Yann Martel’s Man Booker Prize-winning novel Life of Pi was 97th on the last ranking I did of my top 100 novels, a brilliant book that employs multiple literary techniques to tell a story that may or not be a powerful fable, or a commentary on the enduring nature of faith, or a testament to our capacity to handle tragedy and face unimaginable adversity. Or maybe none of the above. It also seemed like the story itself was written to be adapted into a movie, yet its details would make it almost impossible to film.
Computer graphics software has advanced so quickly in the ten years since the book was released that Oscar-winning director Ang Lee (Brokeback Mountain, Crouching Tiger, Hidden Dragon) managed not just to film the book, but to do so without making any major modifications to or sacrifices from the original text. The film is wonderful because the book is wonderful; the film is gorgeous because of Lee, and because of technology, but it’s a great film because of the strength of the underlying story and the performance of Suraj Sharma, who plays the teenaged Pi.
The story of Pi, born Piscine Molitor Patel, begins in Pondicherry, India, where his father runs the local zoo, as a business rather than for any affection for the animals. Pi’s given name causes him obvious problems at school, after which he adopts the nickname “Pi” while also developing an affinity for the number itself. The same exploratory spirit leads Pi, raised in the Hindu tradition by his mother, to also follow Christianity and Islam, something given longer treatment in the book, with more humor involved as well; in the film, it’s primarily a source of strife between Pi and his secular father. Pi and his father also clash over the zoo’s recent acquisition, a Bengal tiger named Richard Parker, which Pi views as a fellow creature with a soul but Pi’s father sees as a soulless carnivore that would eat Pi as soon as look at him.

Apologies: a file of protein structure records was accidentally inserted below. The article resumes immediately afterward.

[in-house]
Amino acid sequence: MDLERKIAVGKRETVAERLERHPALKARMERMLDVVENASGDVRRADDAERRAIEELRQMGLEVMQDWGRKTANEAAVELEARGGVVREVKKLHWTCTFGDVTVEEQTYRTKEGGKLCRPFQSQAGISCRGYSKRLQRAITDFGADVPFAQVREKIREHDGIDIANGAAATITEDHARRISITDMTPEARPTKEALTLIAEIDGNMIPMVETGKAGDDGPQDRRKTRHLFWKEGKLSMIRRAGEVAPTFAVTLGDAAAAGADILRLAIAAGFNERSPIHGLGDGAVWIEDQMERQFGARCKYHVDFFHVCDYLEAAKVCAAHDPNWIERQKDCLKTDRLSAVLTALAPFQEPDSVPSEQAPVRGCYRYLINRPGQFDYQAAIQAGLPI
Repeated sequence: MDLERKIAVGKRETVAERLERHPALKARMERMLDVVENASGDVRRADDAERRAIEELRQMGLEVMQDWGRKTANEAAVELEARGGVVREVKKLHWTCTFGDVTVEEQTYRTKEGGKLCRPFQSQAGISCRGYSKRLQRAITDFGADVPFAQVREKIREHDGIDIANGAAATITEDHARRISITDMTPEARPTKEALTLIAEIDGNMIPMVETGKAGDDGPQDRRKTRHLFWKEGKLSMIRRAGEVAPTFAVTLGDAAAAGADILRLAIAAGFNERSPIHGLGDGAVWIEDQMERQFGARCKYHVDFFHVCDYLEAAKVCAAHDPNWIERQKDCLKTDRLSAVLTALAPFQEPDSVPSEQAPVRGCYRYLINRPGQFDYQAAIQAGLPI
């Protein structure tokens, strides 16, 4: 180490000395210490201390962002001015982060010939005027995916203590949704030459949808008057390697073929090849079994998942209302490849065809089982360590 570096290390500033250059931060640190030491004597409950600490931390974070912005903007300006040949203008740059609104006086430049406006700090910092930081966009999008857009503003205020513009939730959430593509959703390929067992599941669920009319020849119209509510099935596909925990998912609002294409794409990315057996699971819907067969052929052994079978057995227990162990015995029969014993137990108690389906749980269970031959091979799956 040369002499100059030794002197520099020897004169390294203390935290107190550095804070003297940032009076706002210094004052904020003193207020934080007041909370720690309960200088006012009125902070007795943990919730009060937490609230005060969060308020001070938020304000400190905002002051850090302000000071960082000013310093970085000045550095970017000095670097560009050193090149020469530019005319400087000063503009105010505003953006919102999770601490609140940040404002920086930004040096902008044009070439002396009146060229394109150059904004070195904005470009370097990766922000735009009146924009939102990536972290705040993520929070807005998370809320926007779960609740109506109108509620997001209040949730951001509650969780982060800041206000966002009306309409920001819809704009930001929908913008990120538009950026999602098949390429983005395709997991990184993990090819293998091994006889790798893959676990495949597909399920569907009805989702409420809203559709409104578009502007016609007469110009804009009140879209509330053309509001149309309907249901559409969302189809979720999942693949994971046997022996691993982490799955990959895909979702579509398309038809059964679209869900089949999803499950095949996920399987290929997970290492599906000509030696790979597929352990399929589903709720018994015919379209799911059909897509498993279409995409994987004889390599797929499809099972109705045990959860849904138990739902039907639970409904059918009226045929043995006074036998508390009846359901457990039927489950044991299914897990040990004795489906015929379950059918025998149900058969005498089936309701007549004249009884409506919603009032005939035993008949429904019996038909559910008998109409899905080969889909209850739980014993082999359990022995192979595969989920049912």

When economic and political circumstances in India change, Pi’s father decides to sell the zoo’s animals to North American zoos and move the family to Canada, booking passage for all of them on a Japanese freighter across the Pacific. In a massive thunderstorm, the freighter sinks, leaving Pi alone on a lifeboat with a zebra, a hyena, an orangutan, and Richard Parker, beginning a 227-day odyssey of survival on the ocean where Richard Parker, having dispatched the other three non-human passengers on their modest vessel, and Pi eventually come to a detente, albeit one where Pi does all the work in exchange for what may be a tacit agreement that Richard Parker will not eat him. They eventually encounter a mysterious floating island before eventually hitting the shore of Mexico, after which Pi tells his story to the Japanese insurance company investigators who want to know why the ship sank.
The film’s biggest change from the book is a narrative device that has the adult Pi telling his life story to an unnamed writer who was sent to Pi by Pi’s uncle, who said that the writer would hear a story that would make him believe in God. Pi is lightly dismissive of the promise, but tells his story just the same, with quite limited narration overall, as Lee lets the bulk of the story on the lifeboat unfold on its own.